Clarity of purpose
Although Shane Smith grew up on electric cooperative power lines 15 minutes from the Utilities District of Western Indiana REMC’s office in Bloomfield, he had no concept of what a cooperative was when he interviewed for an internship during his first year of college in 1994.
Smith knew he wanted to be an engineer of some sort and had a knack for that kind of work. And, after graduating, he knew he wanted to stay close to home.
After graduating in 1997, he came back to UDWI REMC’s office and was hired on as its first on-staff engineer.
“It was really a great position,” he said, especially for someone coming right out of college. “The opportunities it provided, the variety of work and the people you worked with ̶̶ you couldn’t ask for better.”
Smith is now the chief operating officer for the cooperative and looks back on a career that he found rewarding.
“The biggest thing is the mission and the people: serving the membership, serving the area where I grew up. I find that part of the role very fulfilling. Not being profit-focused really speaks to me,” he said. “Now that I’m in a little bit different role, I’m also helping the people who are coming up in the organization, mentoring them.”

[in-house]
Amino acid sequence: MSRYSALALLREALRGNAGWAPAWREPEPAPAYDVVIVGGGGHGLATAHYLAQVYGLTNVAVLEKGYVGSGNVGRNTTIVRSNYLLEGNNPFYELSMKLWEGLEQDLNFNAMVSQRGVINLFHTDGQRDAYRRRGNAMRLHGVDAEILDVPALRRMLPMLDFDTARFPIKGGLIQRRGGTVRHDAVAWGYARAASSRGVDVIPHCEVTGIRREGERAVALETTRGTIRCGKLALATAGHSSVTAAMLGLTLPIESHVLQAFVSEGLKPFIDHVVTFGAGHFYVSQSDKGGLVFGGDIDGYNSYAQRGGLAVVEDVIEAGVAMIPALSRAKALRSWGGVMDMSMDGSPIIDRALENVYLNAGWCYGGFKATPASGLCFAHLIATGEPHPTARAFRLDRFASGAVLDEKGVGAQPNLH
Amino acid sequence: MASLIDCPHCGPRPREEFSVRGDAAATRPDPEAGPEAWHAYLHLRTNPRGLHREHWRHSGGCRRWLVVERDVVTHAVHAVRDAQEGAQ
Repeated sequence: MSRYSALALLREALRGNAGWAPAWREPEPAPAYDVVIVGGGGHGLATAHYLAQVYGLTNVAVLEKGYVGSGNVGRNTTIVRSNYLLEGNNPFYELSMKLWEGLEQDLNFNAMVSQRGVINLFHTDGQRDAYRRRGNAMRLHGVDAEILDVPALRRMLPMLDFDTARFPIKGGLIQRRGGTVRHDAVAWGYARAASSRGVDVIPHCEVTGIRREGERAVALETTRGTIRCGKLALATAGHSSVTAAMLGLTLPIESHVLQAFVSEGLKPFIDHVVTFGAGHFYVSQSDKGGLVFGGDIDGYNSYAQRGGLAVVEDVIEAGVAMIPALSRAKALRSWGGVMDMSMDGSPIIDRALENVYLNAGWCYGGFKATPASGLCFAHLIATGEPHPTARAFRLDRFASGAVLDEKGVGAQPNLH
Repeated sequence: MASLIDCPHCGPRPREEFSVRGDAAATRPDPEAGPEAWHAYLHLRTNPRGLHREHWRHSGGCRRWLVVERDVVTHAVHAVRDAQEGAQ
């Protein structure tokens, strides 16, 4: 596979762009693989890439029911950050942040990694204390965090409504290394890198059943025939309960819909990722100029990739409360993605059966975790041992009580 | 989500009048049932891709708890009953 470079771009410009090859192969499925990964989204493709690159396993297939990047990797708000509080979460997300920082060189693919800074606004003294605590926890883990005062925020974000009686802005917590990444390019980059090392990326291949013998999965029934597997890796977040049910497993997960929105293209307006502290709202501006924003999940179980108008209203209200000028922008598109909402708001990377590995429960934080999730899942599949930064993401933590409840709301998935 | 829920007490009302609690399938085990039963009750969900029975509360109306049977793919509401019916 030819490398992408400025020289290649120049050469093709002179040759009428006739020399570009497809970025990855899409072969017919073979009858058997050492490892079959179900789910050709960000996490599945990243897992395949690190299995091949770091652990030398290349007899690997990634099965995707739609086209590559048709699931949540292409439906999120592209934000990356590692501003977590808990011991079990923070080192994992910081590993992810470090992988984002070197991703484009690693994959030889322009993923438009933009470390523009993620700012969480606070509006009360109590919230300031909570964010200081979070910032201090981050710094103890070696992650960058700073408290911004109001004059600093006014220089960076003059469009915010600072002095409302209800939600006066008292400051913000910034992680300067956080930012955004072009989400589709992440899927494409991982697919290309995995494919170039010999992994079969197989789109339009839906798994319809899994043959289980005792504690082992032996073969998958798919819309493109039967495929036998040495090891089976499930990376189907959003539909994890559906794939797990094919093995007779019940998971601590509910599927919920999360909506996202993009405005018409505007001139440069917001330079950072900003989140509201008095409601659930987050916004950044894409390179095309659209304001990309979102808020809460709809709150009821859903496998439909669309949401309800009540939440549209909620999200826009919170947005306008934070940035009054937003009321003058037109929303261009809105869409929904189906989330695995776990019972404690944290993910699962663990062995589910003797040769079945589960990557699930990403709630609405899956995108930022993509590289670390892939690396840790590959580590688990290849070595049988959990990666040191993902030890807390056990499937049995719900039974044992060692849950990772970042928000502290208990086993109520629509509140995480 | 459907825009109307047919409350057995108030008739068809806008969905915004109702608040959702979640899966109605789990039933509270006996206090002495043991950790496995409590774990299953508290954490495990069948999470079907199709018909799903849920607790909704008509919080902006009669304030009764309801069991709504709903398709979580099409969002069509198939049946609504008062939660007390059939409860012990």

In the mid-2000s, Smith admits he did get kind of a “seven-year itch.” A friend recruited Smith to join his consulting firm, and Smith left the REMC. But a year later, he was back. “I missed the co-op, I missed working for the members and I missed seeing things to completion.”
Coming back, Smith picked up where he left off and was given even more responsibility as UDWI grew in size. Returning to the co-op allowed him to benefit from the many opportunities co-ops offer employees. He was able to expand his education and completed his MBA in the chief operating officer’s position he’s had since 2020. “Having those opportunities, for somebody who loves to learn, is really rewarding.”
And coming back was like coming home to family. “The biggest things are the people that you work with — getting so close to them, they’re like family. That’s part of the job that you don’t really find at a lot of different places. We come together as a family in the hard times — for example, we just had a storm that caused widespread power outages. They’re hard on the employees, and they’re hard on the members. But when you have clarity of purpose and everybody’s coming together to get the job done, it’s a good feeling.”